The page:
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The Daily Utah Chronicle

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McCain rallies in PA, addresses economy

By Jed Layton, Hinckley Institute Journalism Program

MEDIA, Pa.8212;John McCain spoke in Pennsylvania, a state that might turn out to be the most important in the election, on what might be the most important topic of the election: the economy.

McCain spoke Monday afternoon at a rally on the steps of the Delaware County Court House in Media, a small suburb of Philadelphia. He was joined by Sarah Palin, his vice-presidential candidate, and a slew of senators.

During the rally, McCain said he has a plan of action to resolve America’s economic problems while his opponent, Democratic candidate Barack Obama, has done nothing.

“My plan is about keeping people in their homes and safeguarding the life savings of all Americans,” he said.

Obama spent Monday campaigning in Green Bay, Wis. He said financial officials should work rapidly and cross party lines to “resolve the immediate crisis and avert an even broader economic catastrophe.” Obama said more government regulations were needed to guarantee a blank check is not given to fix the problems.

Palin warmed up the crowd and set an economic-oriented tone for the rally. She told supporters that the McCain campaign wants transparency in Washington.

“We believe that the American people have the right to know which firms the Treasury is helping and what that selection is based on and how much that help will cost you,” she said. “It’s your money and you do have the right to know where it’s going.”

McCain’s and Palin’s remarks hit the right chord for many at the rally.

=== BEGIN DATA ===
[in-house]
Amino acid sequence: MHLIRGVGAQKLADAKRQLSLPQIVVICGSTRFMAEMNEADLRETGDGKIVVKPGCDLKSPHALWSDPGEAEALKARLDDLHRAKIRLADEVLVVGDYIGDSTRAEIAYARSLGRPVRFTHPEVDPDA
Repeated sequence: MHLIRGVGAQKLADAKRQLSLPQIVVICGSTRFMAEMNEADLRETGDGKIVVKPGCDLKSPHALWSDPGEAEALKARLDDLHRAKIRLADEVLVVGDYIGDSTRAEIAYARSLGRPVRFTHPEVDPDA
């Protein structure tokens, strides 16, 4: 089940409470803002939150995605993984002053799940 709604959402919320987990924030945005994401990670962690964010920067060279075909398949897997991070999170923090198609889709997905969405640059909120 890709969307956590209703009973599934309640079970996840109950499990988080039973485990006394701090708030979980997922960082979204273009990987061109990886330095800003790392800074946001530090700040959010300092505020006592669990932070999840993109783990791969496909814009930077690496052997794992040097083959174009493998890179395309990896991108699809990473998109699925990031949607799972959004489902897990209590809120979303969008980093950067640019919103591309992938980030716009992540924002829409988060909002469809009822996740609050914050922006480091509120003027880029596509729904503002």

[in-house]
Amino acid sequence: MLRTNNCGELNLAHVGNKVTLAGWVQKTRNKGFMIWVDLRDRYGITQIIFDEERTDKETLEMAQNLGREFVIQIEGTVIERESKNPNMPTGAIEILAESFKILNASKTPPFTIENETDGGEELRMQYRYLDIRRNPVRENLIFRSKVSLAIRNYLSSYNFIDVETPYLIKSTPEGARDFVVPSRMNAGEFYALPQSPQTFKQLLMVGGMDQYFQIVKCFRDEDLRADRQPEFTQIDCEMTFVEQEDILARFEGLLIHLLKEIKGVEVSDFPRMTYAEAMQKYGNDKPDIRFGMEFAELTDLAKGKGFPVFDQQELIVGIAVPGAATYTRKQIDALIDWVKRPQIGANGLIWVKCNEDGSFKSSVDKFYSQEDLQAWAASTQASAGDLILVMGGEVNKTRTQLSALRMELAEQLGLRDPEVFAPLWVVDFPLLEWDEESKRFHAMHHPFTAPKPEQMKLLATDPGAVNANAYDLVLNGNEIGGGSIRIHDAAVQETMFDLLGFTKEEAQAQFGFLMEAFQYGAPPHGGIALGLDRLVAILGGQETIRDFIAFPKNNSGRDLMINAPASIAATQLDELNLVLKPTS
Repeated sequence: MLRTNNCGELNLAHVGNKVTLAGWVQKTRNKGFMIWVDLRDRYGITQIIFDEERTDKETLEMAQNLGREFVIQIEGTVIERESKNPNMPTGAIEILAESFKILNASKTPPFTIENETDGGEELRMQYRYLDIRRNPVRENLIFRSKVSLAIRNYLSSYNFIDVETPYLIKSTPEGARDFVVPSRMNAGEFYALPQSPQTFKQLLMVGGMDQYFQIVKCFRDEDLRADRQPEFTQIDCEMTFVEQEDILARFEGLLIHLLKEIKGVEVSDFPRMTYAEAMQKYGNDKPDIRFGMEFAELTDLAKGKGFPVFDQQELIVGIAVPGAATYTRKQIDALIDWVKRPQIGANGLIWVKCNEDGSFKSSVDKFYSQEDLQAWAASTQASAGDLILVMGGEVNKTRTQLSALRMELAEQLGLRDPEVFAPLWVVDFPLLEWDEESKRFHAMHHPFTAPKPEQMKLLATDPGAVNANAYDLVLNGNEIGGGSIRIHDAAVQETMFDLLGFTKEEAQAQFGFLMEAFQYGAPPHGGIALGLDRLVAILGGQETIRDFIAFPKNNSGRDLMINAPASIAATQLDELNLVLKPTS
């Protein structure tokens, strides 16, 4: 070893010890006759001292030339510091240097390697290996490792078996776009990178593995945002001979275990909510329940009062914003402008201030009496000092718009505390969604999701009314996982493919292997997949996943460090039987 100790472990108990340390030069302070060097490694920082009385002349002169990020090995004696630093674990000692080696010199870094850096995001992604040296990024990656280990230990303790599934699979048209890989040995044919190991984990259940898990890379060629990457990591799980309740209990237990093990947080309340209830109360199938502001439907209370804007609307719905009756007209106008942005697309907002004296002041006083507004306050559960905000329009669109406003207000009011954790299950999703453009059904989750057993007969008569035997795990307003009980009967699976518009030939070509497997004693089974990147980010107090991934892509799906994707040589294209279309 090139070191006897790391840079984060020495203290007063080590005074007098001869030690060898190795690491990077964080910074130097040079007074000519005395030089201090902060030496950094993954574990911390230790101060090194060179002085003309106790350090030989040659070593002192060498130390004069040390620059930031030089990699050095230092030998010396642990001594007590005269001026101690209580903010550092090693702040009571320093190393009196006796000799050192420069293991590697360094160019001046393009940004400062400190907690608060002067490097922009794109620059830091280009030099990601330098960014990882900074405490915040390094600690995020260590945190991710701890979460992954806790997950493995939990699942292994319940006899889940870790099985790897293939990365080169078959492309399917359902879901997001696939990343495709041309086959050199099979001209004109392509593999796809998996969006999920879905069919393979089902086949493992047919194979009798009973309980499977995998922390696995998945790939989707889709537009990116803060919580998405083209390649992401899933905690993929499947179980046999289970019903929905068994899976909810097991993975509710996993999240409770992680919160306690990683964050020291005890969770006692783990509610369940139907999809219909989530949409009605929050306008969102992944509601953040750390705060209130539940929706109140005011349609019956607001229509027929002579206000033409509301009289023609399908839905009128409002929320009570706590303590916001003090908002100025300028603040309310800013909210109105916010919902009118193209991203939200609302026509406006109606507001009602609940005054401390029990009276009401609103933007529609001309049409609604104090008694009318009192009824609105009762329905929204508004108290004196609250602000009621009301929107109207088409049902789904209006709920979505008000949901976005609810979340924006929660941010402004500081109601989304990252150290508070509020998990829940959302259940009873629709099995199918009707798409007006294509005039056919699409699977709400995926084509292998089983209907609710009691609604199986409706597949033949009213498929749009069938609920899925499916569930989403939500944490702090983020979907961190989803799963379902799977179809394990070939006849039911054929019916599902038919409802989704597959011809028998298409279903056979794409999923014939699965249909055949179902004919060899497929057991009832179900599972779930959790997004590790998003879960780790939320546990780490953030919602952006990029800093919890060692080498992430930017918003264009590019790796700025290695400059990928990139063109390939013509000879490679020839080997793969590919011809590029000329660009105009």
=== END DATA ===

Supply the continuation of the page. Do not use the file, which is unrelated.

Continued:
Brian Govern and Bill Murphy, both law students at Rutgers University, said they were impressed McCain is willing to hold the government accountable for its intervention in American finances.

“The government is giving away a lot of money and that scares me, but I think McCain can better oversee the entire process,” Govern said.

On Friday, the Bush administration proposed the federal government use $700 billion to bailout and stabilize America’s banking institutions. Earlier on Monday, in Scranton, Pa., McCain proposed a committee be created to keep watch over the government’s use of the money. He suggested billionaire investor Warren Buffet, former Massachusetts Gov. Mitt Romney and New York Mayor Michael Bloomberg make up the committee.

“This is probably the most important state in the election, and the economy is the most important thing on everyone’s mind,” Murphy said.

McCain and Palin were introduced by Sen. Arlen Specter, R-Pa. He reminded supporters of Pennsylvania’s 21 electoral votes.

Larry Spitznagle, a retired pharmaceutical worker from Solebury, Pa., works as a volunteer for the McCain campaign in Pennsylvania. He said suburbs like Media have become a center of political attention.

“It is the independents and borderline voters in the in-between areas that are the focus,” Spitznagle said.

Trish Aarons, a stay-at-home mom from Newark, Del., said she was surprised Pennsylvania had become a swing state. She grew up in Pennsylvania and said the state was consistently Republican. However, the state has voted Democratic since 1992.

“I think a lot of people are upset with the Bush administration right now,” she said. “People here want somebody different, somebody new. Bush made a lot of mistakes, but that doesn’t mean that McCain should get the blame.”

A group of protesters a block away occasionally interrupted the rally yelling, “Obama! Obama!” and waving anti-war and anti-McCain signs.

Jeremy Strafford, a mechanical engineer from West Chester, Del., was in this group. He said he came to the rally to show that he wanted a president that would protect America.

“Obama will protect us by getting America out of Iraq and fixing the economy,” he said. “McCain will probably start another meaningless war.”

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Editor’s Note: Jed Layton is reporting from Media, Pa. with the Hinckley Institute of Politics Journalism Program and Shantou University.

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